Do you think 'amnesty international' or 'stop the war coalition' etc ever 'push' information via the BBC?

    So long as you open with 'inteligence sources state...' or equivalent when discussing this - as Frank Gardner often does - then people are aware and can assess the information for themselves.

  • Comment number 3.

    You shouldnt be smoking Xie! And as for the bbc/western press in general, i have long since stopped relying on them for impartial information! The man/woman on the street usually has a much better point of view.

  • Comment number 4.

    It does seem incongruous since BBC will not even use the word "terrorist" unless it ascribes it to someone else as in "President Bush's so called war on terror." The one exception was in March 2007 when it thought its reporter Alan Johnston had been kidnapped in Gaza. We know which side BBC is on but it won't save you. The terrorists in general and al Qaeda in particular will attack anyone. A lot of governments found that out the hard way, Saudi Arabia, Kenya, Indonesia, and others. Just hope you don't have to learn that the hard way. But in the meantime, in the war for the survival of human civilization against militant Islam, BBC has shown it does not favor it, not only by its biased reporting but by systematically dumbing down its entire organization. It's a faint ghost of what it once was living on its long past reputation and government subsidies in the form of license fees alone.

  • Comment number 5.

    Hi Marcus, i agree that there are muslim extremists out there who need locking up. But no carpet bombing, do you see the difference?

  • Comment number 6.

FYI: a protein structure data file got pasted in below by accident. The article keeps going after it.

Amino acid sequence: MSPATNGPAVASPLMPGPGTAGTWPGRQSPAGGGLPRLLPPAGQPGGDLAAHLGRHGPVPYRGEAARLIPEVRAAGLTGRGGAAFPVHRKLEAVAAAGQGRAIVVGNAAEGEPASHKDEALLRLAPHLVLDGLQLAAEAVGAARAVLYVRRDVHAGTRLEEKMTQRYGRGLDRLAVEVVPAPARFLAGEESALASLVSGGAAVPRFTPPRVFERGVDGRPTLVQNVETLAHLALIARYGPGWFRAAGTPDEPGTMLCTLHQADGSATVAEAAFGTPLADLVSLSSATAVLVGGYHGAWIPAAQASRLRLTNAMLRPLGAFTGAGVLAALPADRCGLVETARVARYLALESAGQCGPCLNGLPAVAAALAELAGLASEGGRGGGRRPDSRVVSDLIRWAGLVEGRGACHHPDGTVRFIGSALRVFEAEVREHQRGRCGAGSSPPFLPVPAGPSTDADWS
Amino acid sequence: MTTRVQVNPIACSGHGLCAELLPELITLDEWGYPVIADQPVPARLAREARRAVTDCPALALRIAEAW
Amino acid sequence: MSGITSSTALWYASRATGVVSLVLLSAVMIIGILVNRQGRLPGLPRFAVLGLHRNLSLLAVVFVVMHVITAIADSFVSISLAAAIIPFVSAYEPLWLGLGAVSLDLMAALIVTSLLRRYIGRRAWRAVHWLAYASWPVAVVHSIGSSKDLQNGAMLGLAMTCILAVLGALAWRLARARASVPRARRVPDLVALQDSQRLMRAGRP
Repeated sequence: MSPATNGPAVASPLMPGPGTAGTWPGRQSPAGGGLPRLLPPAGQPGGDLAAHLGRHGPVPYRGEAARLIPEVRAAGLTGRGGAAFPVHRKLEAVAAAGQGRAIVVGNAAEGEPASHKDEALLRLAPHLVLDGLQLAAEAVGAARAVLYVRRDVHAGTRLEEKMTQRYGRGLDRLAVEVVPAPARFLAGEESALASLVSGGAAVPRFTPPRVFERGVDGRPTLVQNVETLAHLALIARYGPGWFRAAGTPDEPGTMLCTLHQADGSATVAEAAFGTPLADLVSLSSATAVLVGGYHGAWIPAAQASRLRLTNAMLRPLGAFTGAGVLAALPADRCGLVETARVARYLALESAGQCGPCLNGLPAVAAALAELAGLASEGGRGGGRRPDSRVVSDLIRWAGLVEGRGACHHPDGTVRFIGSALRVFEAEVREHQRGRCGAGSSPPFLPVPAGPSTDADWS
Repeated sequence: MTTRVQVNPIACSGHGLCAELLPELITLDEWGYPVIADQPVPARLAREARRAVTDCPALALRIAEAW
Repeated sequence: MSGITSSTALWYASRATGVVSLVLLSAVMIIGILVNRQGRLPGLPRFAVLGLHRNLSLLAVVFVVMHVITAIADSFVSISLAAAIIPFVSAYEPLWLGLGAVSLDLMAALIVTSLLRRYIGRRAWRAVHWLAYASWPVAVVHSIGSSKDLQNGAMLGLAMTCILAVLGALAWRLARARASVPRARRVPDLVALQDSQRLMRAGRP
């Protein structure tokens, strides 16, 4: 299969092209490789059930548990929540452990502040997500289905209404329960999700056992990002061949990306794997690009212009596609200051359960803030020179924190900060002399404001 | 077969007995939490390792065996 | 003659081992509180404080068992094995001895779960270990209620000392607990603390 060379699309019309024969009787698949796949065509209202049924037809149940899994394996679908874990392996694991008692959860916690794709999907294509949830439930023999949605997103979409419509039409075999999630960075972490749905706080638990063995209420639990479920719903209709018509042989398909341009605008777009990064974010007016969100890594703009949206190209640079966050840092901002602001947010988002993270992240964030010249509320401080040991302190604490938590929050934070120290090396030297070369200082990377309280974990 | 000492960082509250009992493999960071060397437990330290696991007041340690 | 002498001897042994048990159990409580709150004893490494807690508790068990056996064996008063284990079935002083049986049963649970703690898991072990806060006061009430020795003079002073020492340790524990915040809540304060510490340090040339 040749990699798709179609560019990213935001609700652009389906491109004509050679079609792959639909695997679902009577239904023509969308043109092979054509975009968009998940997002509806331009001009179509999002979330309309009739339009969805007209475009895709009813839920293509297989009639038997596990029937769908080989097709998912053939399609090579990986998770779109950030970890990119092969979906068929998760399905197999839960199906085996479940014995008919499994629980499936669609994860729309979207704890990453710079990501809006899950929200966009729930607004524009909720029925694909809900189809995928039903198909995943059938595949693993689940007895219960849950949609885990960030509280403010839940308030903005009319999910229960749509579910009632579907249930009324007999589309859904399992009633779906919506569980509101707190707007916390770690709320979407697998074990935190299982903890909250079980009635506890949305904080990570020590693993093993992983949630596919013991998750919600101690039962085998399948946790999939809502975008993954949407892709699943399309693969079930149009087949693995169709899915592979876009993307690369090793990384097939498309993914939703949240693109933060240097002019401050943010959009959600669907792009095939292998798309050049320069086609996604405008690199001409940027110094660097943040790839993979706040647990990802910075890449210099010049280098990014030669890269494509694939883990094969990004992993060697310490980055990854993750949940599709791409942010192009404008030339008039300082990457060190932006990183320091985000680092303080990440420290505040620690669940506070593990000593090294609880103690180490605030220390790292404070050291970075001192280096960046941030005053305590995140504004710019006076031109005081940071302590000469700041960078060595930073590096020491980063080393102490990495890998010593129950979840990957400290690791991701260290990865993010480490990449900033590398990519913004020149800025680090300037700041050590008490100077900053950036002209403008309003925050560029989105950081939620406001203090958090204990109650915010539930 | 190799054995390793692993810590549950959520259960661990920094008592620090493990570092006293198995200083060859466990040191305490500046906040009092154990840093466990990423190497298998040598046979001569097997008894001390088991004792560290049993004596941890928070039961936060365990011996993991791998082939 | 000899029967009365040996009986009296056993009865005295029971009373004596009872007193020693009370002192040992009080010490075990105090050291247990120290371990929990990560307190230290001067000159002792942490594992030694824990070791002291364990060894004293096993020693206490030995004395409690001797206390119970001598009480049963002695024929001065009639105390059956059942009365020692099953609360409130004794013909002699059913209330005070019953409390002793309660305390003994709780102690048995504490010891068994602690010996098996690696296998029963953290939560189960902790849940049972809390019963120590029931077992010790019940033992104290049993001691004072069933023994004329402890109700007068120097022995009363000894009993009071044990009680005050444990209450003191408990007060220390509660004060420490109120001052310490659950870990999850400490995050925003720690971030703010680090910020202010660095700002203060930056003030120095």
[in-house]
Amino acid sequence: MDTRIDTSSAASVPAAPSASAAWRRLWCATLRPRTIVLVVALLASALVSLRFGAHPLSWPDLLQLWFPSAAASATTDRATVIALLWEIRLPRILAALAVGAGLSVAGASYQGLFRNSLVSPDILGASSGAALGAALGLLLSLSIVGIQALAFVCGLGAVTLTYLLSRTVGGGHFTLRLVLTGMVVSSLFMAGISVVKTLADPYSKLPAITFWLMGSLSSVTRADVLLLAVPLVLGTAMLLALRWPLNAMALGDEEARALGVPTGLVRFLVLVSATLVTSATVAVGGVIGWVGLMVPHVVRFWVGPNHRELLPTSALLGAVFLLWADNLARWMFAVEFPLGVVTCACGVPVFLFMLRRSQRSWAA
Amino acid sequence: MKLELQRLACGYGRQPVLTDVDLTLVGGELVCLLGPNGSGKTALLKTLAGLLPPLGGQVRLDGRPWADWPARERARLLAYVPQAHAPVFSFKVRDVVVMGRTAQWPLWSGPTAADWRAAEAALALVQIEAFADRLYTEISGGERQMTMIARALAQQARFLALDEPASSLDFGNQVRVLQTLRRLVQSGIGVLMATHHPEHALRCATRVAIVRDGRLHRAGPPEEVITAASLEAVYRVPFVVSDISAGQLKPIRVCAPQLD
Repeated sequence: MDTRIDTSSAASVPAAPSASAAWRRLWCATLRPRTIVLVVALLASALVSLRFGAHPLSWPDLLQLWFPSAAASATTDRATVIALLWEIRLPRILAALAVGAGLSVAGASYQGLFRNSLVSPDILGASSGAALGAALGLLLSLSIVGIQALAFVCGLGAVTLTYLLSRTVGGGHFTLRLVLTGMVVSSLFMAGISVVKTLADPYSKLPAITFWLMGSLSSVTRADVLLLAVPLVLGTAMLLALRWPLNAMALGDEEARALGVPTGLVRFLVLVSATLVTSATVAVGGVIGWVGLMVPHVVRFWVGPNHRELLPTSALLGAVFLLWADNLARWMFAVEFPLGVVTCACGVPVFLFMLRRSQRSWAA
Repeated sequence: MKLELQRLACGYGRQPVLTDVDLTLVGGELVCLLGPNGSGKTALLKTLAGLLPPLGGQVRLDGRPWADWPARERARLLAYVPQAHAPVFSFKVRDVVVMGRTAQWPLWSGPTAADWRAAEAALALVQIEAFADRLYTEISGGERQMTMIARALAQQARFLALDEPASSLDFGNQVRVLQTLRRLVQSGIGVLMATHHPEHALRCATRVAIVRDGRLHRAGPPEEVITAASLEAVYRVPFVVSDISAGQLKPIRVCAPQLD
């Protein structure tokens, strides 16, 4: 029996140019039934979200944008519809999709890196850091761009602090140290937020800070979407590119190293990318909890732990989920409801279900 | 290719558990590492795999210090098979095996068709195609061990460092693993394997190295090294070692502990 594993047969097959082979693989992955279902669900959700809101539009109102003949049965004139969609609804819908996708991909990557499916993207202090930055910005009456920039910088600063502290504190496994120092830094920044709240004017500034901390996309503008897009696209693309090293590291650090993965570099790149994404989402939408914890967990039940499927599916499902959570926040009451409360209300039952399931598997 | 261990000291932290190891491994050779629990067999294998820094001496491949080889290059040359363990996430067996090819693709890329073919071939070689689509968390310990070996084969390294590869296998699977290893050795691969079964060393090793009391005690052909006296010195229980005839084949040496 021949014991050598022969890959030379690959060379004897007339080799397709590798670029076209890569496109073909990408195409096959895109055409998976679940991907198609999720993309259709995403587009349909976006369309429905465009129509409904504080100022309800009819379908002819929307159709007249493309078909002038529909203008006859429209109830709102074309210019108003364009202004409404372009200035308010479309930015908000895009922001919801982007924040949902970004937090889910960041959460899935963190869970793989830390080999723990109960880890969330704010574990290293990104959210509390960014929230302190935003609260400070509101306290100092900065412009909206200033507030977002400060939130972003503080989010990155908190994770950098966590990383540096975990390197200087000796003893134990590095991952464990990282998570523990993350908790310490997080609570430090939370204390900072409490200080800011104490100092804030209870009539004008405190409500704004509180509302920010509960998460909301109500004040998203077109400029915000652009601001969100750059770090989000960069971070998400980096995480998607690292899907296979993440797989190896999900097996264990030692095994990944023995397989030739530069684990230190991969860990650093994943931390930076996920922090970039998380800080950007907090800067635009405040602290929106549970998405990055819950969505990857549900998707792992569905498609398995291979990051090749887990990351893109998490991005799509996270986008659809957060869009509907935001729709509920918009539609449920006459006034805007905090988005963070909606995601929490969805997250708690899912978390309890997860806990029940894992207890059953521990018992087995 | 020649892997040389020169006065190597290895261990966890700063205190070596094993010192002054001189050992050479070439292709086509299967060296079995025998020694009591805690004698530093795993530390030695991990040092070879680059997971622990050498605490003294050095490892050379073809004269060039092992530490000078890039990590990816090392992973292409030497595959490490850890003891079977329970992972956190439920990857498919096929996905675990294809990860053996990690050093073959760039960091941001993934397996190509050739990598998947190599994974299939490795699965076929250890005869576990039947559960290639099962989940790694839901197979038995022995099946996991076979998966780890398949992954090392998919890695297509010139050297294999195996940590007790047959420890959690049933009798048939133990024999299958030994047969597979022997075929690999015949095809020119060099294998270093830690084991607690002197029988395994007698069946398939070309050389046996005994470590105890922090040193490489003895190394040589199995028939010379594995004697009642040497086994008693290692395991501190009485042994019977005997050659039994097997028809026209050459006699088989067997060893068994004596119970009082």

Well said jon112uk!! Why should the devil have all the best tunes? Too much uncritical coverage is given by the BBC to a range of pressure and special interest groups.They are rarely held to account afterwards if their predictions of disaster prove unfounded.

    Many news bulletins seem to consist of unchallenged "scary" press releases from such organisations which increasingly have a major impact on public policy.

  • Comment number 7.

    no 5: No, I don't think he does.

  • Comment number 8.

    #4

    Actually if you search the BBC website their are 500+ pages of examples to their use of or reference to the word "terrorist".

    However the word has become so politically loaded, with all parties using it to describe different things, as to be virtually meaningless as either a noun or an adjective. The cliche "one man's terrorist is another man's freedom fighter" has some basis in fact.

    After all, from the point of view of the British government of the time the Boston Tea Party could be regarded as a terrorist act, and to the native Americans the US army acted like a state-sponsored terror group - depends on your point of view!

    So the BBC and other news organisations would probably be sensible to be even more careful than they are in using the word unless contextualised properly.

    That said I agree the BBC is too mealy-mouthed in its description of those who use or misuse Islam in pursuit of their political aims. Religion has been (mis)used down the ages as a cover for agression and warmongering at both the individual and state level, and the BBC should not be afraid of telling it like it is.

    ps